After this is achieved, have some mental reconstruction. This may sound corny and vain - but it works. Just tell yourself you’re confident. Tell yourself you’re good-looking. Tell yourself that you’re appealing to all. Heck, look in the mirror if you have to. Overlook all the flaws and smile at yourself.

Learn to love yourself.

In order to attain self-confidence, you must learn to treasure yourself and realize that your well-being is imperative.

Lastly, celebrate your individuality. If your identity contains something different, don’t conceal it - embrace it. Remember, if you were like everyone else, then you wouldn’t be who YOU are - a unique individual full of confidence, perseverance ... and Sikh pride.

As previously mentioned, many Sikh girls don’t have preferences for Sikh men because they find many Sardars that are not true to Sikhi. A Sikh is supposed to be one who is respectful, compassionate, intelligent, big-hearted, honest, hard-working, fun-loving ...  and humble. Why should a girl assume that Sardars are impeccable if she meets ones who do not possess these qualities? Ones who “lie and cheat” people?

Therefore, live up to these high ideals - they will only enhance your personality. Carry yourself well, have a Sikh persona, and combine that with an infectious confidence. It should create a magnificent, striking attraction with the potential to lure many to you.

Remember that a girl’s taste in men varies and must be respected. Yet preserve, embrace and flaunt your turban and beard. There will be a Sardarni that you will cross paths with - you'll find your soul-mate and you will merge, two bodies, one spirit!

 

To review the author's article, MythBuster: Dating & The Sikh Identity, PLEASE CLICK HERE

To review the author's article, Looking - And Being - Good Is What Sikhi Is All About, PLEASE CLICK HERE

 

Happy Valentine's Day!

February 13, 2012

Conversation about this article

1: Davinder Singh (Nawan Shahar, Punjab), February 13, 2012, 1:38 PM.

I am wondering if the same research and survey is done in Punjab today, what would be the results. I believe facts and figures would be totally opposite to those presented above. The reasons may be: 1) The absence of fatherly figures to whom youth can look up to. 2) Lack of education (not to be misunderstood with formal traning that we go through in our schools and colleges to acquire degrees to procure jobs.) Instead of providing moral wisdom to the young generation by enlightening them with our values and rich Sikh heritage, we found more Heer-Ranjhas and Sohni Mahiwals in our curricula, no wonder why the stupid singers who boast and brag all day along on TV have accquired the status of role models in the minds of the young, who try to imitate them in every possible way.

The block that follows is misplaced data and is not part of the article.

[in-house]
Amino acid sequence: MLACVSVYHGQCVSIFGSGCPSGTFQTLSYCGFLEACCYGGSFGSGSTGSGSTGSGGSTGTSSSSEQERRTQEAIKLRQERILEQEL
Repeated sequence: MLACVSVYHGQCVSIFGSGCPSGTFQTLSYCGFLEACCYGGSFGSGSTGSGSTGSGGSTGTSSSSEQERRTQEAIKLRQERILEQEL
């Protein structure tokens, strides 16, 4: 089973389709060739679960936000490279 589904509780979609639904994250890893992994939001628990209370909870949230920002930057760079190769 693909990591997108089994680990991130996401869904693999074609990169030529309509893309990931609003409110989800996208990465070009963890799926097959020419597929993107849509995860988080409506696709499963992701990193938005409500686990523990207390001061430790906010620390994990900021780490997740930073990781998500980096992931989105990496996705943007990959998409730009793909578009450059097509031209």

2: Baldev Singh (Bradford), February 13, 2012, 2:25 PM.

Long, long article over Valentine's Day?...i lost interest when i got to ''i have never met a girl that has a taste for Sardars''...If a 'Sardar' follows the Guru and has a good Fashion sense and a strong witty personality,then every day is Valentines Day!...Women like Love and laughter first!

3: Sangat Singh (Kuala Lumpur, Malaysia), February 13, 2012, 2:34 PM.

What a lovely couple they make. Can anyone else compare to this? A Sikh in a turban is an incomparable prince and compels respect. "Khoob tayree pugree meethay tayray bol" [GGS:727.17] "O friend how attractive is your turban and your appearance! And how sweet is your speech and your words."

4: Chintan Singh (San Jose, California, U.S.A.), February 13, 2012, 2:44 PM.

An excellent, well-researched summary on a problem that is threatening our identity amongst the newer generations. However, a couple of points: First off, being true to Sikhi, i.e., self retrospection and improvement and all the things the author has mentioned above such as "respectful, compassionate, intelligent, big-hearted, honest, hard-working, fun-loving ... and humble" is a journey and life-long process. That does not mean it shouldn't be undertaken but to hold Sikh men accountable, before they adorn a turban, I believe is unrealistic. As Sikhs of the Guru, we all have to be on a life long journey of self improvement. A turban wearing Sikh male may not be perfect and may have a long way to go before acquiring all the qualities of a Sikh. However, because he wears a turban, having all the above qualities shouldn't be a pre-requisite to him being selected as a life partner, in my humble opinion. I'd like to ask that do non-Sikh men possess all the qualities in full, such as "respectful, compassionate, intelligent, big-hearted, honest, hard-working, fun-loving ... and humble" before they are selected by women as suitable companions? Aren't we all humans full of shortcomings that we each need to keep working on? Second, I wonder if the author has plans to expand the survey and research to the sub-continent. My feeling is that the 44% number would be much less in that part of the world. I have at least three examples of young women in my distant family who chose to marry non-turban wearing Sikhs or non-Sikhs.

5: Ari Singh (Sofia, Bulgaria), February 13, 2012, 5:44 PM.

As far as I know, most non-Sikh women prefer men with turbans! I have heard this so many times, in so many countries, particularly since the women I speak to don't know I am a Sikh. And women love white turbans! They say it makes the men look wiser and holier.

6: Farla Singh (Yuba City, California, U.S.A.), February 14, 2012, 11:42 AM.